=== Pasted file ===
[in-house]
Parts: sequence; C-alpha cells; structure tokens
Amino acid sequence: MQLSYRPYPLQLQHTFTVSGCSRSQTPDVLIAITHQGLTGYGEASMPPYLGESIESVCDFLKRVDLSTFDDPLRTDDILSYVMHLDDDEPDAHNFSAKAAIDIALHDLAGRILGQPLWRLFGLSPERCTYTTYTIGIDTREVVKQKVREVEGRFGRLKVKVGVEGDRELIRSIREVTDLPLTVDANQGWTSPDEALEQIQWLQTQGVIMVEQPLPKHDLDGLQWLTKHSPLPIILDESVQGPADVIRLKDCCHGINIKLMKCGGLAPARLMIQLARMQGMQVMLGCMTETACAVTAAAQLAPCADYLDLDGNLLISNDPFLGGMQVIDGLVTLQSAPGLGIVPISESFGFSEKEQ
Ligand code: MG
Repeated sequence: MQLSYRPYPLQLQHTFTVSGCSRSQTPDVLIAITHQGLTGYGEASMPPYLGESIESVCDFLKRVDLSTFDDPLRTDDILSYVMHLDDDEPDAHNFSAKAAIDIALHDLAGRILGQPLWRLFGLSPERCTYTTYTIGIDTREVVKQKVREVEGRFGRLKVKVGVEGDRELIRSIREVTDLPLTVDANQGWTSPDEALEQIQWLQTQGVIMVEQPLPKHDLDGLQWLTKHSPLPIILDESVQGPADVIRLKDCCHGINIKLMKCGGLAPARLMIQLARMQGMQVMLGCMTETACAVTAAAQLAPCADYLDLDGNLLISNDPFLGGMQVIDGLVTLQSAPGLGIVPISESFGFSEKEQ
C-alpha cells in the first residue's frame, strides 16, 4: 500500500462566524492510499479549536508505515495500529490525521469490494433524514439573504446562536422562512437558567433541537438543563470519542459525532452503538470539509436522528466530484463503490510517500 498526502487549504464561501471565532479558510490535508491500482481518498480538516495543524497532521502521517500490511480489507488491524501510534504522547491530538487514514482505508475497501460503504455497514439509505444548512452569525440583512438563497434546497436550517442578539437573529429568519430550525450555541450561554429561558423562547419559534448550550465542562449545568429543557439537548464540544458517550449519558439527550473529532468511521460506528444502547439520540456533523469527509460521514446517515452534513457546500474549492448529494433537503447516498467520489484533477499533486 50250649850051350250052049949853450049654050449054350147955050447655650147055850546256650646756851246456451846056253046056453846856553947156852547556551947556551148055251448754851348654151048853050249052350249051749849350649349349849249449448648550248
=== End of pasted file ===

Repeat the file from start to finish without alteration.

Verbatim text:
[in-house]
Parts: sequence; C-alpha cells; structure tokens
Amino acid sequence: MQLSYRPYPLQLQHTFTVSGCSRSQTPDVLIAITHQGLTGYGEASMPPYLGESIESVCDFLKRVDLSTFDDPLRTDDILSYVMHLDDDEPDAHNFSAKAAIDIALHDLAGRILGQPLWRLFGLSPERCTYTTYTIGIDTREVVKQKVREVEGRFGRLKVKVGVEGDRELIRSIREVTDLPLTVDANQGWTSPDEALEQIQWLQTQGVIMVEQPLPKHDLDGLQWLTKHSPLPIILDESVQGPADVIRLKDCCHGINIKLMKCGGLAPARLMIQLARMQGMQVMLGCMTETACAVTAAAQLAPCADYLDLDGNLLISNDPFLGGMQVIDGLVTLQSAPGLGIVPISESFGFSEKEQ
Ligand code: MG
Repeated sequence: MQLSYRPYPLQLQHTFTVSGCSRSQTPDVLIAITHQGLTGYGEASMPPYLGESIESVCDFLKRVDLSTFDDPLRTDDILSYVMHLDDDEPDAHNFSAKAAIDIALHDLAGRILGQPLWRLFGLSPERCTYTTYTIGIDTREVVKQKVREVEGRFGRLKVKVGVEGDRELIRSIREVTDLPLTVDANQGWTSPDEALEQIQWLQTQGVIMVEQPLPKHDLDGLQWLTKHSPLPIILDESVQGPADVIRLKDCCHGINIKLMKCGGLAPARLMIQLARMQGMQVMLGCMTETACAVTAAAQLAPCADYLDLDGNLLISNDPFLGGMQVIDGLVTLQSAPGLGIVPISESFGFSEKEQ
C-alpha cells in the first residue's frame, strides 16, 4: 500500500462566524492510499479549536508505515495500529490525521469490494433524514439573504446562536422562512437558567433541537438543563470519542459525532452503538470539509436522528466530484463503490510517500 498526502487549504464561501471565532479558510490535508491500482481518498480538516495543524497532521502521517500490511480489507488491524501510534504522547491530538487514514482505508475497501460503504455497514439509505444548512452569525440583512438563497434546497436550517442578539437573529429568519430550525450555541450561554429561558423562547419559534448550550465542562449545568429543557439537548464540544458517550449519558439527550473529532468511521460506528444502547439520540456533523469527509460521514446517515452534513457546500474549492448529494433537503447516498467520489484533477499533486 50250649850051350250052049949853450049654050449054350147955050447655650147055850546256650646756851246456451846056253046056453846856553947156852547556551947556551148055251448754851348654151048853050249052350249051749849350649349349849249449448648550248